Francis Xavier Fulton B. Rel. Stud., Dip. Rel. Ed., B. A., LL. B., M.A.C.E., M.A.C.E.A, was born in Sydney in 1938 and showed a keen interest in learning from a young age. At the age of twelve he decided to become a priest. He received a sound classical education at the S acred Heart Apostolic School at Douglas Park, NSW and was ranked in the first 100 students in the Leaving Certificate in 1955. He achieved a Bachelor of Religious Education before ordination. In 1973 he graduated with a Diploma in Religious Education from the East Asian Pastoral Institute in Manila. Later he graduated from the University of Queensland with a Bachelor of Arts and a Bachelor of Laws.
Frank was a man of great learning. He aimed to be a Renaissance person, developing and revelling in many different facets of life and learning. He was fluent in Latin and French, read Greek and Hebrew, and could hold his own in Indonesian, Spanish, Italian and Japanese. He was thoroughly committed to his ongoing education and regarded learning as a lifelong process.
After ordination in 1964, Frank began his teaching career at Daramalan College in Canberra. The school was in its second year and consequently there was much to do for the small staff. In his first year he was a Year Coordinator and Director of Religious Formation from 1965 – 1968. One of his students of that time had this to say about him after his death: “As a young man he was remarkable. He was bursting with life. His extraordinary intelligence, warmth and enthusiasm combined to create a man who truly stood out from the rest. He was always fully alive and vigorously engaging with those around him”. Another student of that era recalled how Frank would help him with his English after school hours as this student had arrived in Australia knowing little English. He acknowledged that he had Frank to thank for what he has since achieved.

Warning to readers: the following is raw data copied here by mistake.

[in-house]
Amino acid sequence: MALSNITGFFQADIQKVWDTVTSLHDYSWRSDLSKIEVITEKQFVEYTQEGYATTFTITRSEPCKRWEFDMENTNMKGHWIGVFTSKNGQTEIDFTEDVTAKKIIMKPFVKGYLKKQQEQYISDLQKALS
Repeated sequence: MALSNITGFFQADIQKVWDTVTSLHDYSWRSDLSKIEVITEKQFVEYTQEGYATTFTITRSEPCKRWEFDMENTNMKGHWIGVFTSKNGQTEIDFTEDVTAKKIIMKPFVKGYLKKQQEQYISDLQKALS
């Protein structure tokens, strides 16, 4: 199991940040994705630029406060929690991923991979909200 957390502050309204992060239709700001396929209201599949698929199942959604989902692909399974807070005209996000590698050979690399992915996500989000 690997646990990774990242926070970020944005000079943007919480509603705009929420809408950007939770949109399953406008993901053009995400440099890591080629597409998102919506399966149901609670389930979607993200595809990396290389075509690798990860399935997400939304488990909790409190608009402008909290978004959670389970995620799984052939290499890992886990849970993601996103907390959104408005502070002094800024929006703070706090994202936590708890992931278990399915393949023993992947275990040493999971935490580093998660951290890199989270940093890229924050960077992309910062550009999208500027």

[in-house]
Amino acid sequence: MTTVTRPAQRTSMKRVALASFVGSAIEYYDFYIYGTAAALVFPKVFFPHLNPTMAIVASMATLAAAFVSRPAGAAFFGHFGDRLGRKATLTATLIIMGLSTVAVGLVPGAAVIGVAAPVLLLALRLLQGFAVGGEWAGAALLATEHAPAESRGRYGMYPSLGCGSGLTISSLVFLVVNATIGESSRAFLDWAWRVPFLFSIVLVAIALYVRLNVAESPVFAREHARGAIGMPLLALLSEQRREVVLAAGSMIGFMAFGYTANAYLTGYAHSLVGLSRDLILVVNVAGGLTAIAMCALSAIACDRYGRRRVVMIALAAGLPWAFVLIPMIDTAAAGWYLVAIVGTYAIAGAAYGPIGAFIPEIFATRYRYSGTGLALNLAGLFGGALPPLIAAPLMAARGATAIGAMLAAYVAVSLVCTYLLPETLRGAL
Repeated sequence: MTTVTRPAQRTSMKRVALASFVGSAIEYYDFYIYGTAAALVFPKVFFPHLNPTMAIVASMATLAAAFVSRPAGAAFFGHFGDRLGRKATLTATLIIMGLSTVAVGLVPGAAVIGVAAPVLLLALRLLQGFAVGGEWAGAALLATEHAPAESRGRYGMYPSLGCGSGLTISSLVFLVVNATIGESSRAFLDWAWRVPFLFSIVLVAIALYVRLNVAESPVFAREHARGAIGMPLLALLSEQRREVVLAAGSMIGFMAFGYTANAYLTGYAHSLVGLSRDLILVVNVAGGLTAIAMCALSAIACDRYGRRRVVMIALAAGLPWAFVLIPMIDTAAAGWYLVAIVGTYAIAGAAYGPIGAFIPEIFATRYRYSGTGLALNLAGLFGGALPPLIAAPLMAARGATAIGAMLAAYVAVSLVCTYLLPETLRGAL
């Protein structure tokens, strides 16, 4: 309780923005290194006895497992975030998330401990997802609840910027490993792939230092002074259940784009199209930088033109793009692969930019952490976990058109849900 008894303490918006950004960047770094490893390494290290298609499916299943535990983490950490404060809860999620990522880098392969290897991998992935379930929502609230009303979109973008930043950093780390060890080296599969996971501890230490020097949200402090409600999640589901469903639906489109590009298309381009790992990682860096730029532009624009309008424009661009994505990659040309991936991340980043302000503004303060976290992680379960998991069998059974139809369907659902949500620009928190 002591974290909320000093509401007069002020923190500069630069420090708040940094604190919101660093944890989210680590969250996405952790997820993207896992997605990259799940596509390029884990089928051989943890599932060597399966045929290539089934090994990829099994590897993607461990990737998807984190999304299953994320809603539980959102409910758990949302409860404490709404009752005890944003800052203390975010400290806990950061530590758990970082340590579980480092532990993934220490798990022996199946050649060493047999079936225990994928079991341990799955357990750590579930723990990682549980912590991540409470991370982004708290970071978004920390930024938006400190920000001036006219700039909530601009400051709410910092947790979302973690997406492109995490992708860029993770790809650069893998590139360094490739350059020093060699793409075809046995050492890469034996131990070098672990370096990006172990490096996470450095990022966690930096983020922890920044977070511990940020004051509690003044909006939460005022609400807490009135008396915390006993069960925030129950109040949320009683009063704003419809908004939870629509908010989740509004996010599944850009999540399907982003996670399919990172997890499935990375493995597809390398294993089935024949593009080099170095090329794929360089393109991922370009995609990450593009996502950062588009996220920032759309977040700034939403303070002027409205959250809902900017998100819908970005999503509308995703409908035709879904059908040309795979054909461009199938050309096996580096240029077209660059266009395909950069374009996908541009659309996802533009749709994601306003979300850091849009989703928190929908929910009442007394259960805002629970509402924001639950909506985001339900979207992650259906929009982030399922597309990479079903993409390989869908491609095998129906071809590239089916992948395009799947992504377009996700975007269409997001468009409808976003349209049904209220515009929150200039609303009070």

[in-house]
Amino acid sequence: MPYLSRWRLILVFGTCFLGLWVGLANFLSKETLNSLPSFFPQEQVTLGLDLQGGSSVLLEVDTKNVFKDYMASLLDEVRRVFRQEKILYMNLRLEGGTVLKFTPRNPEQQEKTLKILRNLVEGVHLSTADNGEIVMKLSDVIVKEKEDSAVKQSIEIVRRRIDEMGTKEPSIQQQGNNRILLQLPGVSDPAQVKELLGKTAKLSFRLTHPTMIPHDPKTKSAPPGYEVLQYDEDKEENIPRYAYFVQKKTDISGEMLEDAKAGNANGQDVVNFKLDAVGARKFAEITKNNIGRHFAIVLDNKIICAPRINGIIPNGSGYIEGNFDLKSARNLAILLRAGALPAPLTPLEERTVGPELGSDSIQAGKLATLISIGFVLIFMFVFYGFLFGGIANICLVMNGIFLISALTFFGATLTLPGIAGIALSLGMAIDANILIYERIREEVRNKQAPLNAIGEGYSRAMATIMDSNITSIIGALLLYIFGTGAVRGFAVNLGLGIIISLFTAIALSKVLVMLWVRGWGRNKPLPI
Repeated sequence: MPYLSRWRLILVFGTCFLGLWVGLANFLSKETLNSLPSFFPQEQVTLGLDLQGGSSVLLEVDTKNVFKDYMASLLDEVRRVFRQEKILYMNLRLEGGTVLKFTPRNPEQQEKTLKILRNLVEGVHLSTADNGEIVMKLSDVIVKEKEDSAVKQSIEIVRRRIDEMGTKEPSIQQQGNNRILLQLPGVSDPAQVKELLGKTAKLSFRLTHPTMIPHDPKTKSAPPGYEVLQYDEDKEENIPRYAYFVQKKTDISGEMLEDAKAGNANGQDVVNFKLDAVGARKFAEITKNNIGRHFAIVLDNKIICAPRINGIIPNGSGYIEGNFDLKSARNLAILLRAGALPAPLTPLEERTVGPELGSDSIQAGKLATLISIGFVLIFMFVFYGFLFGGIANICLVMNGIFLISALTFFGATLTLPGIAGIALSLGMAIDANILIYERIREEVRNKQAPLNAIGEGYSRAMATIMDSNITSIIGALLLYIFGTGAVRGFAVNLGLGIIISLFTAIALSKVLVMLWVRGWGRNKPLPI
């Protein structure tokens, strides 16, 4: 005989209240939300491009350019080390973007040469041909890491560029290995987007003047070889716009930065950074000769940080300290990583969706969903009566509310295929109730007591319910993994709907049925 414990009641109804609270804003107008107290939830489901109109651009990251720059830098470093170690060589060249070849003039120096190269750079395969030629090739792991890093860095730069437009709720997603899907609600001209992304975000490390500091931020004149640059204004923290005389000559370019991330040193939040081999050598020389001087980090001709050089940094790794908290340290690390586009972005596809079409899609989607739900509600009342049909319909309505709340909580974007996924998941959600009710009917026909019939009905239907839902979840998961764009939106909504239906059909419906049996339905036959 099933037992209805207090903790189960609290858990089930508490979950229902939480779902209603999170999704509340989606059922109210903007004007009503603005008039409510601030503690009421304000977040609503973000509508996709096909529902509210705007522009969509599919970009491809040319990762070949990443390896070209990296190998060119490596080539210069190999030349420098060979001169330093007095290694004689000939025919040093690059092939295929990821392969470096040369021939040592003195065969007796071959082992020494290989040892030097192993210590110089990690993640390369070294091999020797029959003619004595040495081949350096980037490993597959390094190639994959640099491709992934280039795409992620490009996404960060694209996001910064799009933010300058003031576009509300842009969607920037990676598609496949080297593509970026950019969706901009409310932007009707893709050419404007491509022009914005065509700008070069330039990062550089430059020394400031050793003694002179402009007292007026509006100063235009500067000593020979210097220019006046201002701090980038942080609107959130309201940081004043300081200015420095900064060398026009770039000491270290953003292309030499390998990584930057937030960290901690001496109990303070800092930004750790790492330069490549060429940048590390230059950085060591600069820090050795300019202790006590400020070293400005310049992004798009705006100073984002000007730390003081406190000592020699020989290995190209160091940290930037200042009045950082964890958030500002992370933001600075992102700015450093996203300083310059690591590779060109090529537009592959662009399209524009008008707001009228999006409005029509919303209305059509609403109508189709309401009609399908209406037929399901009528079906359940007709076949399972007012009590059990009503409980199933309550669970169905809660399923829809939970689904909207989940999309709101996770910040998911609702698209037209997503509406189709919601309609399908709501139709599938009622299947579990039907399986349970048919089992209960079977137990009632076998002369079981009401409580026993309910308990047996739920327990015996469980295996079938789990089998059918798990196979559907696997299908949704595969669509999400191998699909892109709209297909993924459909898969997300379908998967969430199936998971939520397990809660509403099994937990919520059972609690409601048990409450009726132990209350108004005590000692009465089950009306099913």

In 1969 Frank moved to another MSC College – Monivae in Hamilton, Victoria. Here he continued to develop his extraordinary skills. Some of the positions he held during his seven years were: Year 9 Boarding Master, Senior Boarding Master, Deputy Rector, O. C. of Cadets, Coordinator of English and Acting Rector. Following his decision to leave the priesthood he taught in various Catholic schools in Queensland and NSW where he gained a reputation as an outstanding educator. It was during these years that Frank studied Arts and Law as a full time student at the University of Queensland while also teaching full time with the same energy and enthusiasm – in the final two years of his studies he was Deputy Principal at St. Peter Claver College, Ipswich, Queensland.
Frank was appointed Principal of Our Lady of Mercy College, Mackay, Queensland in 1985. It was here that Frank was intimately involved in the reorganisation of Catholic secondary schools. Up to 1986 Our Lady of Mercy College was a year 8 to 12 all girls college. In 1987 this school became a co-educational school for years 8 -10 known as Mercy College. Frank was the foundation principal of Mercy. The other school involved with this reorganisation was an all boys Christian Brothers school which became a co-educational school for years 11 and 12 known as St Patrick’s College and Frank was the first lay principal of this school during its transitional stages from 1988 to 1997. In 1998, Frank returned to Daramalan as its first lay principal where he served as Principal until his death in October 2002.